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Pass Catching Is Contagious Among Miami’s Receivers

Posted Sep 26, 2013

Wallace, Hartline, Gibson and Matthews are all thriving on offense.



Back in mid-May, just before the Miami Dolphins hit the field for their first set of OTAs, fifth-year wide receiver Brian Hartline boldly proclaimed on NFL Network that his receiving corps was “absolutely” the best in the AFC East. Through three regular-season games, it’s hard to argue that point.

Miami ranks fifth in the AFC in total receiving yards (827) and average receiving yards per game (275.7), ahead of the New York Jets, New England Patriots and Buffalo Bills. That includes passes caught by the tight ends and running backs, but quarterback Ryan Tannehill’s top three receivers – Hartline, Mike Wallace and Brandon Gibson – have combined for 44 receptions for 527 yards and three of Tannehill’s four touchdowns. Second-year receiver Rishard Matthews broke out last Sunday against Atlanta with four catches for 42 yards to give Tannehill a legitimate fourth option among the wideouts.

“He came in at a critical time and made a big third-down catch for us on the right sideline, I believe in the third quarter,” Tannehill said. “Then on the last drive he came in and made some big catches for us. To be able to have him be a part of our offense, kind of integrate him a little bit, is huge and he’s making plays.”

New York’s top three receivers – Stephen Hill, Santonio Holmes and Jeremy Kerley, have combined for 27 receptions for 521 yards and two touchdowns. Tom Brady’s top three receivers in terms of yardage – Julian Edelman, Aaron Dobson and Kenbrell Tomkins – have 46 catches for 439 yards and five touchdowns among them, with Danny Amendola adding 10 catches for 104 yards. Buffalo’s Stevie Johnson, Robert Woods and T.J. Graham have combined for 28 receptions for 370 yards and three touchdowns.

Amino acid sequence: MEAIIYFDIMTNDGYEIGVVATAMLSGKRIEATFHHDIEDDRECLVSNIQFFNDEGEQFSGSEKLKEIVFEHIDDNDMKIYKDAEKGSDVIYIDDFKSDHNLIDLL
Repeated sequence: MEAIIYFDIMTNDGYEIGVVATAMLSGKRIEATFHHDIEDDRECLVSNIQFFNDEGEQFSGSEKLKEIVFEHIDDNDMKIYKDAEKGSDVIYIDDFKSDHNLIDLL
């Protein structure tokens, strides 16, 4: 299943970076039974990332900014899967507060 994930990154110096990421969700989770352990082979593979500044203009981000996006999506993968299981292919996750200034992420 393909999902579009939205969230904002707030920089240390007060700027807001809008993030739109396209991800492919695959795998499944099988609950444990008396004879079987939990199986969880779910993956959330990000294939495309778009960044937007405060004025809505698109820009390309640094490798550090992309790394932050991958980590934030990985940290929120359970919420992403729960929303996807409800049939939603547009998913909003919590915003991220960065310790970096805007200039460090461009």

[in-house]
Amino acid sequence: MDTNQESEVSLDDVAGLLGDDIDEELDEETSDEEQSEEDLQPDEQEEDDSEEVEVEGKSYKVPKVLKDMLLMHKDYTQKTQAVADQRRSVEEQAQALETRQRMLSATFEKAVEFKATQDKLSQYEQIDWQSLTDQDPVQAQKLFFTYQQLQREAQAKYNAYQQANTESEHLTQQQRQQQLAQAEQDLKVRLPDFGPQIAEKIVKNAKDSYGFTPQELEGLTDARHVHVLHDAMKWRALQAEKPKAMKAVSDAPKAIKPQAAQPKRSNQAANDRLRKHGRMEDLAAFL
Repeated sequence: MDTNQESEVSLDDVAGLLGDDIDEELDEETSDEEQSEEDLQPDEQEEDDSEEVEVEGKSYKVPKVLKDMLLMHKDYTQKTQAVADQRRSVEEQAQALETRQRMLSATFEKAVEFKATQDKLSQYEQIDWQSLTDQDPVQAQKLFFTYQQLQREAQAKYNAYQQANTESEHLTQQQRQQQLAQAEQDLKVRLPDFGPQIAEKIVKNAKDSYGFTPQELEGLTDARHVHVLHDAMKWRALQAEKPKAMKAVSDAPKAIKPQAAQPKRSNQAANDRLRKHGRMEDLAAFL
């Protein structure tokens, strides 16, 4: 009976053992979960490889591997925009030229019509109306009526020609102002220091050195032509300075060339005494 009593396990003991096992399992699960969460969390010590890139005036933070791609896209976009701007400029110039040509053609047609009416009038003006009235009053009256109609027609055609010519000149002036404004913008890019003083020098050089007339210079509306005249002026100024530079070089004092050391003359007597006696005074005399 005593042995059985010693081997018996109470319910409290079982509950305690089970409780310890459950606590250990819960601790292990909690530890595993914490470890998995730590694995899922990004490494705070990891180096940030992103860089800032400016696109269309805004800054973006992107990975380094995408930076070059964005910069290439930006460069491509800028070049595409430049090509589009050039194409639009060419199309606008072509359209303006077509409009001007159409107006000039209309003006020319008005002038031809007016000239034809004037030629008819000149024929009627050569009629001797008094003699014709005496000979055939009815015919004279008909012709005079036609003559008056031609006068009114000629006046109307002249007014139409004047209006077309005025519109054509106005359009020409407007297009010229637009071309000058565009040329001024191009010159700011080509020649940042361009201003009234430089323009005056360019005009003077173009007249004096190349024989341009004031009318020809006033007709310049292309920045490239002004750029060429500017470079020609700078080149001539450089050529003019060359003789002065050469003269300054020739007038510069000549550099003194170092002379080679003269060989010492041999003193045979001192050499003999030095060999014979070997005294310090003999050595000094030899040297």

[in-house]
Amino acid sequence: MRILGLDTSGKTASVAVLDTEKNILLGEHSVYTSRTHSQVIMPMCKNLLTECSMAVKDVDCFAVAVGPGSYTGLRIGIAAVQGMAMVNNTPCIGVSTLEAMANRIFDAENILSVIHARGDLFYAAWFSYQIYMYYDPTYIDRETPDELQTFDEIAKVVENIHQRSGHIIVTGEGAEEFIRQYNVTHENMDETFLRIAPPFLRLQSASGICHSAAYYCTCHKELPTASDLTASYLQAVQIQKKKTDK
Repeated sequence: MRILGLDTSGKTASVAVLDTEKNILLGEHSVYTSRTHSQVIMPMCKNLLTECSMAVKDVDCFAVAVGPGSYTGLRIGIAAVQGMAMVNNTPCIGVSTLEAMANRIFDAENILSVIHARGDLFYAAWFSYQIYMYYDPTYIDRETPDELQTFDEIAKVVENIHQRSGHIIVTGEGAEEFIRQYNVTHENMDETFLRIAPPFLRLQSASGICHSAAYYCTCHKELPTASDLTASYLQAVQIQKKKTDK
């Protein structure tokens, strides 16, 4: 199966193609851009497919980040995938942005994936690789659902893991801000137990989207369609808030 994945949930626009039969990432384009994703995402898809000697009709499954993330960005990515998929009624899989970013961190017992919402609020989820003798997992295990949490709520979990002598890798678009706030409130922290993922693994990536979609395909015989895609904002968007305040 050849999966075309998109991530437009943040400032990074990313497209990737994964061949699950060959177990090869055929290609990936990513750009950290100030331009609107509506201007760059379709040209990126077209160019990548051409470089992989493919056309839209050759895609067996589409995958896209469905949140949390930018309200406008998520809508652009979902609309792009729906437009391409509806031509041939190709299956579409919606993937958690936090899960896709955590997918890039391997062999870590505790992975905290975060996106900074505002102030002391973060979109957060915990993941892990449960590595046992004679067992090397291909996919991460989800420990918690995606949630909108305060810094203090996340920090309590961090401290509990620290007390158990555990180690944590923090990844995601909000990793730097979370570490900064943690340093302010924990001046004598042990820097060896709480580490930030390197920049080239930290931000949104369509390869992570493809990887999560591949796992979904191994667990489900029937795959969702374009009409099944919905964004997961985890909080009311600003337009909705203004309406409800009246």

When Hartline made that statement on television he was including veteran tight end Dustin Keller in the group based on Keller’s stellar production over the years with the New York Jets. Keller was lost for the season to a knee injury in the third preseason game at Houston, but third-year tight end Charles Clay has stepped in to catch 14 passes for 203 yards, second behind only Hartline’s 18 catches for 238 yards. Still, it’s the foursome that is the driving force behind the type of production Tannehill has shown in the passing game and they lean on each other.

“We’re a unit. We try to just be there for each other and help when it’s needed,” said Gibson, who also has 14 receptions for 137 yards. “All of us can play each position so we just make sure that we communicate and make sure we do the right thing on the field.”

Hartline was Tannehill’s favorite target last year during the quarterback’s rookie season and caught 74 passes for 1,083 yards and a touchdown. He’s already doubled his touchdown numbers and has seen the benefit that having a speed threat like Wallace on the outside brings in terms of opening things up for him and the other receivers.

There already is a sense of camaraderie among the receivers to the point where they feel comfortable making jokes at the other’s expense. Hartline had a little fun the days leading up to the Monday night game at New Orleans pretending that all of them fit the diva receiver stereotype and don’t get along, saying each of them wants the ball and each of them likes to talk about themselves. Wallace played along.

“We’re cool. I don’t really like them that much. They’re all right. They can’t really come too close to me though,” he said with a smile. “No, I love those guys. They’re great players. We all work hard. We’re going to clown around but at the same time once we get on the field we’re all going to work as hard as we can to get better. We’re going to help each other out.

“Whatever I can do to help them I’m going to do it, whatever they can do to help me they’ll do it, so we’re out here for each other. We want to see each other rise to the occasion every single time, make the best catches, run the best routes, make the best plays and we want success for each other. I think as long as we have that, nobody’s being selfish and you just want the best for you’re brother, we’ll do well.”